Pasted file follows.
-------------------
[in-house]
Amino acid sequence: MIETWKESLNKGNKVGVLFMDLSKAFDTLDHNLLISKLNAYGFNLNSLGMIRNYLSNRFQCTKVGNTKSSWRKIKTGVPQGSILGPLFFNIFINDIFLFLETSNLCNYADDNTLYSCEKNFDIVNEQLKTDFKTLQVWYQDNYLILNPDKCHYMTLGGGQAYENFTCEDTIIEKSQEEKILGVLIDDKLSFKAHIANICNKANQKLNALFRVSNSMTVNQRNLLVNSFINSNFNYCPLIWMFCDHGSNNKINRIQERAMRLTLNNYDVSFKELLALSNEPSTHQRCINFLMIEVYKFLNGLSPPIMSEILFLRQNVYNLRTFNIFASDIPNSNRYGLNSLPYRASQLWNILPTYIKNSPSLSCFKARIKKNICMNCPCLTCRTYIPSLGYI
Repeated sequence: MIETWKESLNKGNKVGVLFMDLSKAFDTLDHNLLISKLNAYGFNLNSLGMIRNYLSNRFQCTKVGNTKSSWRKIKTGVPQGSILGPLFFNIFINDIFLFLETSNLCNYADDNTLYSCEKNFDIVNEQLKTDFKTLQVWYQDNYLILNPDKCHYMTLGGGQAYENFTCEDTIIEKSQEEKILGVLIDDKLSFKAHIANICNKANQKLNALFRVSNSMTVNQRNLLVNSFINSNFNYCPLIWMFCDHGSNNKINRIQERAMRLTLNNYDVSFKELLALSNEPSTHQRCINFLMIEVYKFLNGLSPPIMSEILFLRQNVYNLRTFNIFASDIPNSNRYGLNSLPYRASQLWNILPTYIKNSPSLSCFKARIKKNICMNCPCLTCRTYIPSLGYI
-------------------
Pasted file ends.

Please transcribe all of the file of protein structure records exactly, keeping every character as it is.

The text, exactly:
[in-house]
Amino acid sequence: MIETWKESLNKGNKVGVLFMDLSKAFDTLDHNLLISKLNAYGFNLNSLGMIRNYLSNRFQCTKVGNTKSSWRKIKTGVPQGSILGPLFFNIFINDIFLFLETSNLCNYADDNTLYSCEKNFDIVNEQLKTDFKTLQVWYQDNYLILNPDKCHYMTLGGGQAYENFTCEDTIIEKSQEEKILGVLIDDKLSFKAHIANICNKANQKLNALFRVSNSMTVNQRNLLVNSFINSNFNYCPLIWMFCDHGSNNKINRIQERAMRLTLNNYDVSFKELLALSNEPSTHQRCINFLMIEVYKFLNGLSPPIMSEILFLRQNVYNLRTFNIFASDIPNSNRYGLNSLPYRASQLWNILPTYIKNSPSLSCFKARIKKNICMNCPCLTCRTYIPSLGYI
Repeated sequence: MIETWKESLNKGNKVGVLFMDLSKAFDTLDHNLLISKLNAYGFNLNSLGMIRNYLSNRFQCTKVGNTKSSWRKIKTGVPQGSILGPLFFNIFINDIFLFLETSNLCNYADDNTLYSCEKNFDIVNEQLKTDFKTLQVWYQDNYLILNPDKCHYMTLGGGQAYENFTCEDTIIEKSQEEKILGVLIDDKLSFKAHIANICNKANQKLNALFRVSNSMTVNQRNLLVNSFINSNFNYCPLIWMFCDHGSNNKINRIQERAMRLTLNNYDVSFKELLALSNEPSTHQRCINFLMIEVYKFLNGLSPPIMSEILFLRQNVYNLRTFNIFASDIPNSNRYGLNSLPYRASQLWNILPTYIKNSPSLSCFKARIKKNICMNCPCLTCRTYIPSLGYI